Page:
News and Editorialsbrief review of the x86_64 edition of Mandrakelinux 10.1 in January this year and highlighting some of the problems we encountered while testing the product, we received many heated emails arguing about some of the issues mentioned in the review. One of them was an email from the then Mandrakesoft's PR department which insisted that "what you've tested was a half-baked, unofficial product which is a bit unfair to the work we've done". Yes, we would certainly agree with the "half-baked" part of the above statement, but as for the "unofficial" part, it was hard to tell - we downloaded the distribution from the directory labeled as "Official", so it wasn't immediately obvious to us that it was, in fact, an "unofficial" product. Besides, what sane software company would upload a "half-baked" product to public download servers for the whole world to see?
It has been 4 months since the controversial review and we decided to take another look at the company's latest product release - Mandriva Linux 2005 Limited Edition. Have the developers addressed the criticism? To our extreme delight, they did; as a matter of fact, every single issue we mentioned in our review of Mandrakelinux 10.1 was fixed in Mandriva Linux 2005! These included the geographical anomalies in the installer, location of FTP/HTTP mirror sites and, most importantly, the problem we had with setting up update sources to keep the distribution up-to-date with security and bug fix updates.
Mandriva, which is the company's new name after Mandrakesoft's merger with Conectiva, has gone even further with this release. While the x86_64 edition of Mandrakelinux 10.1 was only available in the form of a boxed product for €120 (or as a "half-baked" FTP/HTTP install), this time the company released an ISO image of Mandriva 2005 for free download. This is obviously not the same as the 3-CD ISO image set for the i586 architecture, but it is progress nonetheless. The single CD packs as many of the most important software packages as possible (all the big applications suites, such as GNOME, KDE, OpenOffice.org are there), but if users need more, the installation program provides an easy way to configure a remote FTP/HTTP server for downloading and installing additional applications. In fact, the installation program includes a long list of available download servers so all we needed to do is to pick a nearby mirror and the installer downloaded the relevant software lists and automatically added them to the urpmi configuration file.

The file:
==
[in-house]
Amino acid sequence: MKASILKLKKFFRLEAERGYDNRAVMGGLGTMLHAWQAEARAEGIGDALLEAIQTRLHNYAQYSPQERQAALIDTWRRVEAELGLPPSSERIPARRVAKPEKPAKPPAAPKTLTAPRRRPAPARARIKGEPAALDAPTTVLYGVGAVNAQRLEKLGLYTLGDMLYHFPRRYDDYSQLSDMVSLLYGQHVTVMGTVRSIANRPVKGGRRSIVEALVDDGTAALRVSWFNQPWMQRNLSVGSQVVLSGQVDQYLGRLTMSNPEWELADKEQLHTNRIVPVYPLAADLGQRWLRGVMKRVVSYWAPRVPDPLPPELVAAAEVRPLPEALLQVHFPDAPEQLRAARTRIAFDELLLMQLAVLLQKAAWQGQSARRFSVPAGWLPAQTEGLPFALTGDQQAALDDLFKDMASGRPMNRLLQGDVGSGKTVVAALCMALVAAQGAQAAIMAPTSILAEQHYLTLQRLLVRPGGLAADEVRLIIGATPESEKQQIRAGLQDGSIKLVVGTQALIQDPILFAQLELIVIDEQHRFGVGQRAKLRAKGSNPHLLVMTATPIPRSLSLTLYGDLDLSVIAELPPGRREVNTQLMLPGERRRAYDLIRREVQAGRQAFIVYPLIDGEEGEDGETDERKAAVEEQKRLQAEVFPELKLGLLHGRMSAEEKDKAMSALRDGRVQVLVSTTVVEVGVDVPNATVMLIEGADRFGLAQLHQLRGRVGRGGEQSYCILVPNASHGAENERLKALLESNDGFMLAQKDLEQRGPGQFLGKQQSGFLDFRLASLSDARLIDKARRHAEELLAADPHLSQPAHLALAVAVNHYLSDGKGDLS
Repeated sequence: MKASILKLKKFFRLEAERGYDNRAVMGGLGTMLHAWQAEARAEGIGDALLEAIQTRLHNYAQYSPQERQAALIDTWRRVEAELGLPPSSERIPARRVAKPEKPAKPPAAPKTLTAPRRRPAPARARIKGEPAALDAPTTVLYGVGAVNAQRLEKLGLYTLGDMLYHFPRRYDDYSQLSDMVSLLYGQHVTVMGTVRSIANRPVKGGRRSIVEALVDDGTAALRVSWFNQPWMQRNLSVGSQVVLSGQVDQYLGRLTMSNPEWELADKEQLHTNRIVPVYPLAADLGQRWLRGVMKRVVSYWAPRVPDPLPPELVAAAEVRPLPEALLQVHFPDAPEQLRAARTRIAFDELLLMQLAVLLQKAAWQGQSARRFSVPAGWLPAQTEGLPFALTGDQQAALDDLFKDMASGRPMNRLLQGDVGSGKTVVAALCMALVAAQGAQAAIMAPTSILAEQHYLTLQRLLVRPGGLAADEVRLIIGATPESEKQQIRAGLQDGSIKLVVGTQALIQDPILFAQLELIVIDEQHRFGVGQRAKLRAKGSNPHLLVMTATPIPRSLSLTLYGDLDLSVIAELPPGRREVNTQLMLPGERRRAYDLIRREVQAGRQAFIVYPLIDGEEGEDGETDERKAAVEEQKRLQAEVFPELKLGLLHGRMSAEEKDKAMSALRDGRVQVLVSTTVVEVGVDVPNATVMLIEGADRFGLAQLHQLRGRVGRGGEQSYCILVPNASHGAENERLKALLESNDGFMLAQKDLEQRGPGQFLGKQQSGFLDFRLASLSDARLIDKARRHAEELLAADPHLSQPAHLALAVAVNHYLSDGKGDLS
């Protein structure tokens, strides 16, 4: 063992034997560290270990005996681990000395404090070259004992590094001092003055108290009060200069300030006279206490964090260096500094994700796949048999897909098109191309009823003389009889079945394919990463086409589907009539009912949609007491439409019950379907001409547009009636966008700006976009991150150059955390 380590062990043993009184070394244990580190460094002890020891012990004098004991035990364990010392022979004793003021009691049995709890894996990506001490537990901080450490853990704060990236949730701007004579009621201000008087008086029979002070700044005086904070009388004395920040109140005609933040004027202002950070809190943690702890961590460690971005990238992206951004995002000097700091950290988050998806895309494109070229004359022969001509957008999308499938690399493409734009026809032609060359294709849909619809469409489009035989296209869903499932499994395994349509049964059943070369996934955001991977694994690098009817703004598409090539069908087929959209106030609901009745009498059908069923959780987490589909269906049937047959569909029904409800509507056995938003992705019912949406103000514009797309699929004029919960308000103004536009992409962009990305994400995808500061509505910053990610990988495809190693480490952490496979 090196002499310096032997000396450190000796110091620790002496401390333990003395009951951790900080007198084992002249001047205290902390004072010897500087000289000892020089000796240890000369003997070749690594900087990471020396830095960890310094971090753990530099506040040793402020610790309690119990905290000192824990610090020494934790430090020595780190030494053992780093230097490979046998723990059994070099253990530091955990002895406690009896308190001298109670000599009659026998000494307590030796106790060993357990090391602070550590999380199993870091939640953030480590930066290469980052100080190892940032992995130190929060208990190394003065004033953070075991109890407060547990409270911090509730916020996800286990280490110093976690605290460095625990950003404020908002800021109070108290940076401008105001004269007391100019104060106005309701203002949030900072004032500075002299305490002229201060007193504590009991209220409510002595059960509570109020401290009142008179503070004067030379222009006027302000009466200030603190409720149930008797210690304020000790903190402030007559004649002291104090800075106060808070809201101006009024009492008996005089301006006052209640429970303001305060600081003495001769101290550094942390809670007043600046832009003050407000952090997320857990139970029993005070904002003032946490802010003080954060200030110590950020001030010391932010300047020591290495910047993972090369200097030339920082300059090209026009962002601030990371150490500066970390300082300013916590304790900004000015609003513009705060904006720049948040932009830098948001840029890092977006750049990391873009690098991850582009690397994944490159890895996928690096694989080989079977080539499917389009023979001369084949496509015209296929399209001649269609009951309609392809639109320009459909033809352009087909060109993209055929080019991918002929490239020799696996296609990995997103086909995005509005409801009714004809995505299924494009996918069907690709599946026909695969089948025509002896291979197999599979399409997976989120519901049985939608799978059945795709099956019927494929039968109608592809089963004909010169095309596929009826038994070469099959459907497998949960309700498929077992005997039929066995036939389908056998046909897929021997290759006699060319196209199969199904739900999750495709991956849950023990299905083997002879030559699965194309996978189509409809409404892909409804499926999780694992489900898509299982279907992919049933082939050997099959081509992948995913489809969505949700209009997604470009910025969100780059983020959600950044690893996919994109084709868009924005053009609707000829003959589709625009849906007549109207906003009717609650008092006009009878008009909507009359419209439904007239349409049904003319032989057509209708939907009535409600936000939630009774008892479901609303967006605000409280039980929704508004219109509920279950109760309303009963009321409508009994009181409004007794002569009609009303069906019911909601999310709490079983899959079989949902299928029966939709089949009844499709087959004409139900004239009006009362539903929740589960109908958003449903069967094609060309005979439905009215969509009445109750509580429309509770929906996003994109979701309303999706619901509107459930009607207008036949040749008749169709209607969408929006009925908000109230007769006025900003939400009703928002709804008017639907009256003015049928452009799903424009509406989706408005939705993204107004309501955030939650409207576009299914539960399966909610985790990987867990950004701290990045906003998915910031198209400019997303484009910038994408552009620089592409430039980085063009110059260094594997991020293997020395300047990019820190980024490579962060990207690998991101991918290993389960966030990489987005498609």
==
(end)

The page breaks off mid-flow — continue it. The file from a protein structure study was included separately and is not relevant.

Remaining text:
We installed the i586 edition of Mandriva Linux 2005 on a Pentium 4 machine with an Intel 850 chipset and 384 MB of RAM, while the x86_64 edition found its home on a system powered by an AMD64 3500+ processor, with an MSI K8N Neo mainboard and 2 GB or RAM. Neither of them had any problems with detecting and configuring the included hardware. We used the i586 edition extensively for about a week and we have yet to find any problem with the distribution. The AMD64 box did not get to run the new Mandriva Linux much, but the installation process was trouble-free and a quick look around the desktop gave an impression that the 64-bit edition of the product is equally solid. Perhaps the best indication of the quality of this release is the low number of post-release bug-fix updates - after installing the distribution, complete with the GNOME and KDE desktops, but without any server software, the online update utility listed only a handful of packages that needed an update (some of the recent Mandrakelinux releases provided as much as hundreds of megabytes of bug-fix updates within a few weeks after the official release). Nevertheless, there were users on the distribution's mailing lists who reported problems under certain hardware configurations, so not even Mandriva Linux 2005 is perfect.